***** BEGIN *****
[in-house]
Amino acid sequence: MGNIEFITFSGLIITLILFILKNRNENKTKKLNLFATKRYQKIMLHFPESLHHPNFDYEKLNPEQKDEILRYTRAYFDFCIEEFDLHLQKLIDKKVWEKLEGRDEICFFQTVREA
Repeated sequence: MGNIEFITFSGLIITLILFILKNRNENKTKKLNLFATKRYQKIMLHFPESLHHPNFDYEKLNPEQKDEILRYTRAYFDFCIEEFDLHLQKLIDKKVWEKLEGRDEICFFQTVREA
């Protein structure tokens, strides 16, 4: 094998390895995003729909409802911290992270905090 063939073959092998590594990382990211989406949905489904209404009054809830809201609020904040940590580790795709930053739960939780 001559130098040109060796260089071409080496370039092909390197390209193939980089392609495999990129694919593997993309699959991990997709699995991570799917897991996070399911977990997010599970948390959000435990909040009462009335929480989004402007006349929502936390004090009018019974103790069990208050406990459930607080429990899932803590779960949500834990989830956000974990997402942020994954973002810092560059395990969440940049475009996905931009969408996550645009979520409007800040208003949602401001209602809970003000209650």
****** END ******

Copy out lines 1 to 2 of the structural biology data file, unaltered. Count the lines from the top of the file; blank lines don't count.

[in-house]
Amino acid sequence: MGNIEFITFSGLIITLILFILKNRNENKTKKLNLFATKRYQKIMLHFPESLHHPNFDYEKLNPEQKDEILRYTRAYFDFCIEEFDLHLQKLIDKKVWEKLEGRDEICFFQTVREA